Gov is right to prioritise aid to fragile states but it must not be unconditional – MPs report
The Government is right to increase aid to fragile and conflict-affected states, such as Rwanda and the Democratic Republic of Congo, but it must prepared suspend or even cancel a programme if a Government flouts agreements or refuses to engage in efforts to increase transparency and accountability, MPs on the International Development Committee argue in a new report.
The Department for International Development (DFID) is increasing its focus on fragile states and will spend 30% of Official Development Assistance (ODA)—approximately £3,414 million—in these states by 2015.
Many of the fragile countries where DFID is increasing its funding achieved low scores on the Transparency International Perception of Corruption Index. In countries where fraud and corruption are rife, it is not convincing to argue that DFID’s programmes are unaffected.
Malcolm Bruce MP, Chair of the International Development Committee:
“There are obvious benefits of providing aid to fragile states. It is, after all, cheaper to prevent conflicts, than to deal with wars and their aftermath.
“Nevertheless, there are considerable risks in spending aid money in conflict scarred states and the Government must be frank and open about this if it wants to convince the public that its approach is the right one, both morally and politically.”
“In countries where fraud and corruption are rife, DFID will not always be able to mitigate against this adequately—especially where it sub-contracts delivery of its programmes to third parties.”
“This means it may not be able to guarantee value for money for every pound it spends.”
DFID already allocates a significant part of its assistance to improving governance in fragile and conflict-affected states. However, the reports sets out a number of recommendations for improvement. The MPs urge DFID to set out specific governance conditions under which it will provide direct budget support to fragile states, and any under which it will be withdrawn and apply these consistently. They also recommend that DFID invest more in community-led local initiatives which respond to community priorities and give communities more confidence to hold their governments to account.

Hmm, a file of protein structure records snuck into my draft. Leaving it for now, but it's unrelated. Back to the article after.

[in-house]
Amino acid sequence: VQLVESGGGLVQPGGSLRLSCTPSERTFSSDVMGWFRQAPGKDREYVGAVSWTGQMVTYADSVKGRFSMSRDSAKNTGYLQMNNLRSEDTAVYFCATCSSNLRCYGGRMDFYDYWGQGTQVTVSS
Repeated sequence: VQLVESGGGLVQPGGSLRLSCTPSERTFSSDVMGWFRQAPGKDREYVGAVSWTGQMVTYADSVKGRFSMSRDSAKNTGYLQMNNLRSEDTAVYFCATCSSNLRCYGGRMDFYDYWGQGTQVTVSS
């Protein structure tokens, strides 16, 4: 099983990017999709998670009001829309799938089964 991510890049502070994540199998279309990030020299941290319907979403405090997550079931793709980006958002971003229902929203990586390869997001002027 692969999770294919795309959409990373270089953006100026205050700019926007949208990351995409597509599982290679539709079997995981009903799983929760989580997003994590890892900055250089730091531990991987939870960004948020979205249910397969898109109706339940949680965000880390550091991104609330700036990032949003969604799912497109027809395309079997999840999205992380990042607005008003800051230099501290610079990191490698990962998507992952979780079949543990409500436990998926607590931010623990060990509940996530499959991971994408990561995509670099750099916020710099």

Case study : Rwanda:
Rwanda is heavily dependent on aid which provides 45% of government expenditure. The UK will provide £90 million to Rwanda in 2014-15. While Rwanda has made progress in reducing poverty, concerns have been expressed about its human rights record and the lack of political pluralism.
The Committee urges the UK Government to use its position as the largest bilateral donor to Rwanda to insist on improvements to the country’s governance. The report recommends that DFID set out clear benchmarks for the period up to 2015 requiring improvements in areas such as freedom of speech and association. For example, ensuring human rights organisations can operate without censure and improving freedom of the press.
Malcolm Bruce MP added:
“Ministers should use the UK’s leverage as a major donor to encourage the Rwandan Government to increase political freedoms.”
Case study: the Democratic Republic of Congo:
DFID is investing £790 million in the Democratic Republic of Congo between 2010-15. There is a long history of mineral wealth being used to fund and perpetuate conflict and criminality in the DRC. The Government of DRC has taken some measures to regulate the industry, however, it is clear that these remain insufficient. The Committee calls on DFID to set out clearly for the Government of the DRC what the UK expects in terms of transparency and accountability in the mineral sector and withdraw assistance if these expectations are not met.
Malcolm Bruce MP, Chair of the International Development Committee said:
“The Government of DRC has continued to permit secret sales of assets and First Quantum has as yet had no redress. The risks of not properly managing this sector are that development gains made elsewhere will be forgone.”
“DFID must set out clearly for the Government of the DRC what it expects in terms of transparency and accountability in the mineral sector and withdraw assistance if these expectations are not met. Kabila is putting the aid relationship at risk by signing secret mining deals and with allegations of election fraud.”
The Committee expressed concerns about high levels of violence against women and girls in the DRC. It says that DFID should give greater priority to tackling this in its programme and include the reduction of violence against women in its results framework for the DRC.
Mr Bruce concluded:
“DFID rightly focuses on women and girls in its programmes. In the DRC it should set up stand alone programmes for violence against women and girls including care for survivors and programmes promoting behavioural change. We want to see improved outcomes reflected in DFID’s results.”
The UN peacekeeping force in the East, MONUSCO, has faced formidable challenges since it began operations in 1999. However the Committee asks whether the mandate for the force is still appropriate. In particular it recommends a more mobile and agile force which can quickly respond to incidents and take a more proactive approach to apprehending perpetrators of violence.
Media Information: Nick Davies: firstname.lastname@example.org / 020 7219 3297